Some of the greatest gifts we can give children are awareness and empathy. And reading, of course! This edition of additions to your Little Reader’s Library will help give all of those gifts!
All families, neighborhoods, daycares, classrooms, and social groups are diverse mixes of personalities, backgrounds, ethnicities, and abilities. Every person has things in common with one another, and every person has differences. Some are born with their differences, some develop them over time, and some happen to us along the way.
These stories for young readers help give insight and understanding into some common disabilities and different experiences others live with every day – and that you and your child may well encounter in your very own family, social group, daycare or classroom. And when you do, it’s a great chance for your child to make a new friend with rich and varied life experiences! Familiarizing yourself and your child with these different life experiences by integrating these stories into your personal library at home is a great start to make that chance an easy and fun opportunity for everyone!
1. Wheelchair Use – Best Friends by Sheri Safran
Best Friends is a 16-page pop-up book for children ages 3-5 in Preschool to Kindergarten. It’s about a boy in a wheelchair and his best friend who have all sorts of fun together – from pretending they’re pirates on a ship, to being mountain climbers, Olympic sprinters, astronauts, or just plain swimming and playing basketball together. This book shows children that a disability doesn’t change who a person is on the inside, and the main story is about two friends who have a great time together – simply because they’re best friends.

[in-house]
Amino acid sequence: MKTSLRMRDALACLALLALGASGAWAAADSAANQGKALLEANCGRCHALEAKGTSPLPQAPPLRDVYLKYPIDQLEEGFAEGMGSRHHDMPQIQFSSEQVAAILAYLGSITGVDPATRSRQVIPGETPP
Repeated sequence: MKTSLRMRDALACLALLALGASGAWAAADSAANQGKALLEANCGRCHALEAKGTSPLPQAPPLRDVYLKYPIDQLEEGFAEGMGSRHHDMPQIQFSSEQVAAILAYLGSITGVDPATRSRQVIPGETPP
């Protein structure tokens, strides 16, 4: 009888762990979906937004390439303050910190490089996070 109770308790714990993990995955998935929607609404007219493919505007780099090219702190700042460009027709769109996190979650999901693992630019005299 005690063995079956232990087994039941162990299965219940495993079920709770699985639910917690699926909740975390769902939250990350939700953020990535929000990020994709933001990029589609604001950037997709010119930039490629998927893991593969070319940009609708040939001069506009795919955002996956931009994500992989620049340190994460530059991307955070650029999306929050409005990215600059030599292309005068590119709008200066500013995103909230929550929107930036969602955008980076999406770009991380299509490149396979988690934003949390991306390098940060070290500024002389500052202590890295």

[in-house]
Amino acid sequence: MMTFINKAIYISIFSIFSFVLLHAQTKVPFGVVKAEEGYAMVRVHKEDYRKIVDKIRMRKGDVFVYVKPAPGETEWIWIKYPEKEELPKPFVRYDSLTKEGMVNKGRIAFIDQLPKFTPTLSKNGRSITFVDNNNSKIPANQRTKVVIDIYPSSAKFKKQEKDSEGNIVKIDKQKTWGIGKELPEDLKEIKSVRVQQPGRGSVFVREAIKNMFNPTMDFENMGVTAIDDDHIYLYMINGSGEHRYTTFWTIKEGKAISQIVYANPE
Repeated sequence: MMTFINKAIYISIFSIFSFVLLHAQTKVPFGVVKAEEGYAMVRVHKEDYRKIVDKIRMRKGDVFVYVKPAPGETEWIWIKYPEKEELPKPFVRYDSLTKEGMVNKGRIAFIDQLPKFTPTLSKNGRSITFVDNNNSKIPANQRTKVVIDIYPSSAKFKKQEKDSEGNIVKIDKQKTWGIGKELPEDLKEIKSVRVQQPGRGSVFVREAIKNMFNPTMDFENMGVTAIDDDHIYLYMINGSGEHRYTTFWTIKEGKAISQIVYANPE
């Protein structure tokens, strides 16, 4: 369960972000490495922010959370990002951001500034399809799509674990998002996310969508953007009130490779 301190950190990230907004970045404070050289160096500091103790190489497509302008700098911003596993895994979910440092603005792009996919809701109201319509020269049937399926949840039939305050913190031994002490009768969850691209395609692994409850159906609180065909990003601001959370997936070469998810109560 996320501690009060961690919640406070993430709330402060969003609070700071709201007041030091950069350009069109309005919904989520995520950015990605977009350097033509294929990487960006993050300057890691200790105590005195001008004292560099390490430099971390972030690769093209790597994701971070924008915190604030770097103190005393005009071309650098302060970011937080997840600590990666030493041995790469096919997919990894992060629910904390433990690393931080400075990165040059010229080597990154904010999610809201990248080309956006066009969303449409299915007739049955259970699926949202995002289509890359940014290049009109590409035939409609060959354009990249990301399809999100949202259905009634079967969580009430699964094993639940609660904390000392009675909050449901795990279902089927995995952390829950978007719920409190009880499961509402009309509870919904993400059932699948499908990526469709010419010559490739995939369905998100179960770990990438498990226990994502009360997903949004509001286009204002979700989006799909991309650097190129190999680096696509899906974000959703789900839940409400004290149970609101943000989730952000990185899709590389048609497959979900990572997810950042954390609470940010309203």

2. Autism – A Friend Like Simon by Kate Gaynor
This book is a helpful introduction for young neuro-typical peers, classmates, or siblings to learn about autism. The story follows a young autistic child, Simon, and some of the challenges he faces when he joins a “typical” classroom. Readers ages 4-8 in Preschool to Grade 3, will learn how to be mindful of, caring and patient with their autistic classmates/peers, as well as the many ways an autistic child can contribute to friendships and the community in which they live.
3. Hearing Impairments – El Deafo by Cece Bell
A book with a funny name and also a Newbery Honor book, this graphic novel memoir for slightly older readers ages 8-12 in Grades 3-7, portrays Cece Bell growing up with a giant hearing aid strapped to her chest and her move to a new school and subsequent adventures of trying to find her place there. In real life, there are many children with hearing impairments, yet few books that depict life with hearing aids, and this is a great one! Through this touching story, Cece shows how “any difference can be turned into something amazing.”
4. Dyslexia – Fish in a Tree by Lynda Mullaly Hunt
A chapter book for ages 10 and up in Grades 5-6, Fish in a Tree shows the main character Ally first showing disruptive avoidance techniques (some very elaborate!) to hide her dyslexia, but in the end coming to accept her dyslexia and working with it in better ways, and how her world and relationship with her peers, and herself, then blossoms.